Anonymous said...


you've made your point (twice). I won't get to see Manna so you may right in your assessment, but as you mentioned the Sun Herald's negative review I think it's worth noting in the interest of fairness that The Sydney Morning Herald gave it a resounding thumbs up. It concluded:

"Spielman and Lyandvert have imaginatively pursued the possibility in theatre to give poetic musical voice to the unfathomable, and Sydney theatre is richer for their artistic ambition."

Alison Croggon said...

Thanks for that, Troubador (back less anonymously on my own computer now, in London briefly before I head back to Melbourne). I wish I could have seen Manna, and I'm sorry I missed it. This whole conversation begs the question of experiment in theatre: more specifically, the question of failure, ("Fail again. Fail Better." as Mr Beckett muttered so famously). It is one thing to say that something didn't work, another - especially in the case of work that attempts to stretch the envelope - to suggest that it ought not to be tried in the first place. I get worried about the "waste of resources" argument in relation to this: I've seen so many things on main stages (Williamson, Rayson etc) which I personally think are a massive waste of resources, I'm sure hugely much more so than this relatively modest production, but somehow the question never gets raised in these cases. I would never suggest for my part that they have no right to exist or that they don't serve an audience. Just that the audience they're going for isn't me.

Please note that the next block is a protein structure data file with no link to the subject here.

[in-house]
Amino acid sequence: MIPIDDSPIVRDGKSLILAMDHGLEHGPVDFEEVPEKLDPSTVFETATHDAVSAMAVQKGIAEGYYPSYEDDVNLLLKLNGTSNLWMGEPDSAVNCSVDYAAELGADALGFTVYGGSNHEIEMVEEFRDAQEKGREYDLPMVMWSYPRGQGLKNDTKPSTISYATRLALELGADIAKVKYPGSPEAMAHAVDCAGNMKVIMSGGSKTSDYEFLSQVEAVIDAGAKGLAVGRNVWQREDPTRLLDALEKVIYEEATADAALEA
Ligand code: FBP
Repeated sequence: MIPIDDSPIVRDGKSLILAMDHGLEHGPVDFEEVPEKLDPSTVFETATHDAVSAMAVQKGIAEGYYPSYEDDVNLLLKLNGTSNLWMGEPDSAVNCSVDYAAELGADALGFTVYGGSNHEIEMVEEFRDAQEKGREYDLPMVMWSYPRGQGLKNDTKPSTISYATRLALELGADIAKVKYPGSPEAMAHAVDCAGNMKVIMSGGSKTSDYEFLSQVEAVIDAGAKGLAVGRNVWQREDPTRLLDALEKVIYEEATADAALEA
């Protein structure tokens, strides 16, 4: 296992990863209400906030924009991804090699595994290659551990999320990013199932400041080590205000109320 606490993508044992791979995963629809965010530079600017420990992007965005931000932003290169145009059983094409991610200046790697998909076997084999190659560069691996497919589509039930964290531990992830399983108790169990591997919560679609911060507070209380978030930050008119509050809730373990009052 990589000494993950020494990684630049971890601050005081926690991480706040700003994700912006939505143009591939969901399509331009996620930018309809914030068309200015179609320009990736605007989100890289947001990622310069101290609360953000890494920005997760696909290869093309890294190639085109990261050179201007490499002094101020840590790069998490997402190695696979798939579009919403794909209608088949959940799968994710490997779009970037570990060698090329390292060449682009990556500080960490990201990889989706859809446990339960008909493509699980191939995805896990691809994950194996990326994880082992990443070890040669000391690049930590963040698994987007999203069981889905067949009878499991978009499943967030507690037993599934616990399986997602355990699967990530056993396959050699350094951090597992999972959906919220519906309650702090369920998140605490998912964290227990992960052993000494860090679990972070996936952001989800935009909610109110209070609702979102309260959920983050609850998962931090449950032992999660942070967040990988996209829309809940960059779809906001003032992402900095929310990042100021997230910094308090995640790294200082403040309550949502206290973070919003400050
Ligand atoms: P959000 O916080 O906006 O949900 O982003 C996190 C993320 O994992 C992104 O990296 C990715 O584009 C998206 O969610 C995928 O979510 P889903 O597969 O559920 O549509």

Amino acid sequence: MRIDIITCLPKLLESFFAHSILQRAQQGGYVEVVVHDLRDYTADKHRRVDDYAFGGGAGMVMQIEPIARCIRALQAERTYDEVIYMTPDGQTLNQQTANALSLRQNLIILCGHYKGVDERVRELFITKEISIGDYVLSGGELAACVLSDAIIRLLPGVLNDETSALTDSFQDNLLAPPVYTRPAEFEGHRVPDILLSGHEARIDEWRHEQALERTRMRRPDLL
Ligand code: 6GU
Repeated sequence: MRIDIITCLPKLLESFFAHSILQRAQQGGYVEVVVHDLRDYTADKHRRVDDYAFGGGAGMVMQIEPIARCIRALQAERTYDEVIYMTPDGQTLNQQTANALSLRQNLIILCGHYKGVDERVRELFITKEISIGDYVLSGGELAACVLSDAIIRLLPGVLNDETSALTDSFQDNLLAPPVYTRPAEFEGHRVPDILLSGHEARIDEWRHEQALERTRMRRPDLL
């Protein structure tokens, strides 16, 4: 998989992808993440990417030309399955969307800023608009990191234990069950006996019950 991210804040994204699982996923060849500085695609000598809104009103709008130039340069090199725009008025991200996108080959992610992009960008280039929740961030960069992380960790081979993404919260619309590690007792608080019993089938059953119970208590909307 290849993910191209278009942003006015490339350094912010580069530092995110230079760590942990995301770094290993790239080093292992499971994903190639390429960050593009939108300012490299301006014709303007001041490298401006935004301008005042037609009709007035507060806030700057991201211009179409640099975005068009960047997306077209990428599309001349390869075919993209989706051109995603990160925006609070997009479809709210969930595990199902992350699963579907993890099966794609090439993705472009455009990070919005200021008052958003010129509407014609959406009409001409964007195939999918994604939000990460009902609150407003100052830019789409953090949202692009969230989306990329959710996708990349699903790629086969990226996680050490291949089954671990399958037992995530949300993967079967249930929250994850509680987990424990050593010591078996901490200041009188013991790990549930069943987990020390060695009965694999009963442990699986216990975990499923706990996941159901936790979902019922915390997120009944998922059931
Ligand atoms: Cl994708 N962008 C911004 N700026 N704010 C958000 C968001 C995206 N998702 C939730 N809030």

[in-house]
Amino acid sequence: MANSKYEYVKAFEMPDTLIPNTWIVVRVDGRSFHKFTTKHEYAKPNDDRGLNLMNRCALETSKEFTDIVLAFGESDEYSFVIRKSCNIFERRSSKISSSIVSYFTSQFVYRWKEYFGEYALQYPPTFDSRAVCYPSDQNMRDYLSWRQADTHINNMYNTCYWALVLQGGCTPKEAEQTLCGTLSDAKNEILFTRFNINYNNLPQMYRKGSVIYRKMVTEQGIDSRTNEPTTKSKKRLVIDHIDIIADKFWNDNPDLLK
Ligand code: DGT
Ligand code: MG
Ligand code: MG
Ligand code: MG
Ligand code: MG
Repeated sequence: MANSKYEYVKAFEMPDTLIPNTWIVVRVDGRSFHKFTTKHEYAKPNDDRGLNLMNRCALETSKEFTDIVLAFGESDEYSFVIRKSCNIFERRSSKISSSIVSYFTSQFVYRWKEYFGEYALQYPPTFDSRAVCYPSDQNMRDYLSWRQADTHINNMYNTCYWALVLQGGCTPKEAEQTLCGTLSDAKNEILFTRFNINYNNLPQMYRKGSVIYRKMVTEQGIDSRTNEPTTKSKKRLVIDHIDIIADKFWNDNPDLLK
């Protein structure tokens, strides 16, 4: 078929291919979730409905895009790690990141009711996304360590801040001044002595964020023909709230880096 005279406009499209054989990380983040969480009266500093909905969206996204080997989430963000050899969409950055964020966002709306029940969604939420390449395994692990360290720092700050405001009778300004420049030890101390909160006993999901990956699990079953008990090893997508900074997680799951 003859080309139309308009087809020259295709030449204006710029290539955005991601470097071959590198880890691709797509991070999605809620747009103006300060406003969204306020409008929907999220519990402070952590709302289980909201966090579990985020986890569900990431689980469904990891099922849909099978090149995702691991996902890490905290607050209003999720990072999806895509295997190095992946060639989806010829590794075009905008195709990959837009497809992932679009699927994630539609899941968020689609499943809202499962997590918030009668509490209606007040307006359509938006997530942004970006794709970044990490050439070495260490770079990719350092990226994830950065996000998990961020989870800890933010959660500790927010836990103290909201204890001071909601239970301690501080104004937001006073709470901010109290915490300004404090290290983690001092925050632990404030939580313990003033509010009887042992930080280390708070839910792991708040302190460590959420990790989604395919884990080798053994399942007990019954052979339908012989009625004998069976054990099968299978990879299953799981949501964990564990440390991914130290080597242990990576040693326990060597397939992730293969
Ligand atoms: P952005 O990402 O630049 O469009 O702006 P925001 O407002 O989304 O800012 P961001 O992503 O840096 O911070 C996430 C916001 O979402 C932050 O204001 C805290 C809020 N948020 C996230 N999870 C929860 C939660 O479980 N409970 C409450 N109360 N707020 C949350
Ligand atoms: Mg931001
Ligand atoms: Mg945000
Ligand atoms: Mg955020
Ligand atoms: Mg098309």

More pertinently, surely there's a responsibility for major companies to invest in R&D, even if it doesn't wholly "work", even if the result resoundingly doesn't work. George Devine's "right to fail", again, which has nothing to do with slackness and everything to do with whole-hearted exploration, hard work and going out on limbs. It happens all too rarely in our main stage culture, and the fact that something snuck through ought at least to be credited.

Alison Croggon said...

PS Chris, thanks for your note, too. And quite. Whether one thought ...Sisters worked or not, it was very clear that it wasn't just slapped together ad hoc.

Also, just briefly to Frank on Manna: there was an under-narrative of sorts but it certainly wasn't attempting to be narrative in any conventional way. The text itself - I am speaking only of the text, obviously - is a physically plosive investigation of the relationship between language and violence. It is structured as a poem, not a dramatic poem, but more along the lines of a piece of music, ie, what matters is the structure and sound as is as important as semantic sense. Yes, such stuff requires a certain kind of attention and also a physical realisation which it may or may not have received - certainly as written, it's a carefully conceived, intelligent and passionate piece. Easy? No, it wasn't an easy text. I don't think that ought to be a crime either.